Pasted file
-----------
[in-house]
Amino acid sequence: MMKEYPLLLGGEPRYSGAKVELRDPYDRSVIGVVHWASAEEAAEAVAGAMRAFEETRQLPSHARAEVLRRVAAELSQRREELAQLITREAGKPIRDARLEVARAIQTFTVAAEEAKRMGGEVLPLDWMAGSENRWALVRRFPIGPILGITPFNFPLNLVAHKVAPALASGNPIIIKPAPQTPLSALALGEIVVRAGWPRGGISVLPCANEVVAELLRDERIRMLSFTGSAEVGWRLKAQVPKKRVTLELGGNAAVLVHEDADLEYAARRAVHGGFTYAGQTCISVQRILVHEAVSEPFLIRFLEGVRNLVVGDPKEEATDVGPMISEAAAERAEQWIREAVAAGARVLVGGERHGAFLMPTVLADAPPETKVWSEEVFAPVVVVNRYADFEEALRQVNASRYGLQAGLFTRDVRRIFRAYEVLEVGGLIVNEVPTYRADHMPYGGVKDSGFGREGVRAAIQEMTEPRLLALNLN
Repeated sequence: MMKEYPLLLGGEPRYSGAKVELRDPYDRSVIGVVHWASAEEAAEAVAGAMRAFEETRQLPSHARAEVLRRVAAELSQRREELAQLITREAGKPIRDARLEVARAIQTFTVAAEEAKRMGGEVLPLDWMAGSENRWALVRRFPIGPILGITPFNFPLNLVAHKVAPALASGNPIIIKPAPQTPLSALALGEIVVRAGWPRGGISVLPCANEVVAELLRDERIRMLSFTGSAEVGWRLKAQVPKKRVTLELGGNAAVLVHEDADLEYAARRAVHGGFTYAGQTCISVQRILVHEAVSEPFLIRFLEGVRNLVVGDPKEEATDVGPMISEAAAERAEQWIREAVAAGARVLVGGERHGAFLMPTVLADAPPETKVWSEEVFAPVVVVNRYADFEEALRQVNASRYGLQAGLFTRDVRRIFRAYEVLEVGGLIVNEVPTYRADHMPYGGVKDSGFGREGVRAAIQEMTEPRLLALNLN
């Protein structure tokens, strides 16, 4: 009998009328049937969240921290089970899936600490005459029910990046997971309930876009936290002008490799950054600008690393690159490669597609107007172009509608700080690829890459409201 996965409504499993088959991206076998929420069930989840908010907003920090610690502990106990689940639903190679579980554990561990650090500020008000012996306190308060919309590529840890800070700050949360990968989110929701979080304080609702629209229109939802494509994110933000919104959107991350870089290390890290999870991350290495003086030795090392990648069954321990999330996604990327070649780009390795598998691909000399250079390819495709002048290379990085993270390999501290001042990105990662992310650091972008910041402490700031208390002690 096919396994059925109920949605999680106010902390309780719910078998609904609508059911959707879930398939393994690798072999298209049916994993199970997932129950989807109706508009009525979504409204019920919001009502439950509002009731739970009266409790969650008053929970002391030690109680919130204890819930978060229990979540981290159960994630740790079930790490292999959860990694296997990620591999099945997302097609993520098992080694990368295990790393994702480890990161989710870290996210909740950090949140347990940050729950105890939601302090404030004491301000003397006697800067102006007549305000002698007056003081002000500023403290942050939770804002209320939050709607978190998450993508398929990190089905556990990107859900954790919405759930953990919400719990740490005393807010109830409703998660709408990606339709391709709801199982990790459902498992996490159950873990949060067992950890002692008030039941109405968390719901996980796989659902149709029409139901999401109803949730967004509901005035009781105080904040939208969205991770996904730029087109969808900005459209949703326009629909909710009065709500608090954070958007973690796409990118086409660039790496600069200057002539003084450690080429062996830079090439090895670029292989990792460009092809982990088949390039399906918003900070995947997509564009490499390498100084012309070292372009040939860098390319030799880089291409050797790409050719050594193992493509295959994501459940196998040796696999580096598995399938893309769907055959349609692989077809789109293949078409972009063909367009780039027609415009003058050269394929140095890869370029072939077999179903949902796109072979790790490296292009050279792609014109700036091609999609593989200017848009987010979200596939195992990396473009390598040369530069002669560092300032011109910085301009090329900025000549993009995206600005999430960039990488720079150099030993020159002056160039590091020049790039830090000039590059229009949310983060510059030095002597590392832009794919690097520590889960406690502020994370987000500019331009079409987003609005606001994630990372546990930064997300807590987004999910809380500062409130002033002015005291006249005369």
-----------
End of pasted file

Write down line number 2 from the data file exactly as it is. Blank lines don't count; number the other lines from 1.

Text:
Amino acid sequence: MMKEYPLLLGGEPRYSGAKVELRDPYDRSVIGVVHWASAEEAAEAVAGAMRAFEETRQLPSHARAEVLRRVAAELSQRREELAQLITREAGKPIRDARLEVARAIQTFTVAAEEAKRMGGEVLPLDWMAGSENRWALVRRFPIGPILGITPFNFPLNLVAHKVAPALASGNPIIIKPAPQTPLSALALGEIVVRAGWPRGGISVLPCANEVVAELLRDERIRMLSFTGSAEVGWRLKAQVPKKRVTLELGGNAAVLVHEDADLEYAARRAVHGGFTYAGQTCISVQRILVHEAVSEPFLIRFLEGVRNLVVGDPKEEATDVGPMISEAAAERAEQWIREAVAAGARVLVGGERHGAFLMPTVLADAPPETKVWSEEVFAPVVVVNRYADFEEALRQVNASRYGLQAGLFTRDVRRIFRAYEVLEVGGLIVNEVPTYRADHMPYGGVKDSGFGREGVRAAIQEMTEPRLLALNLN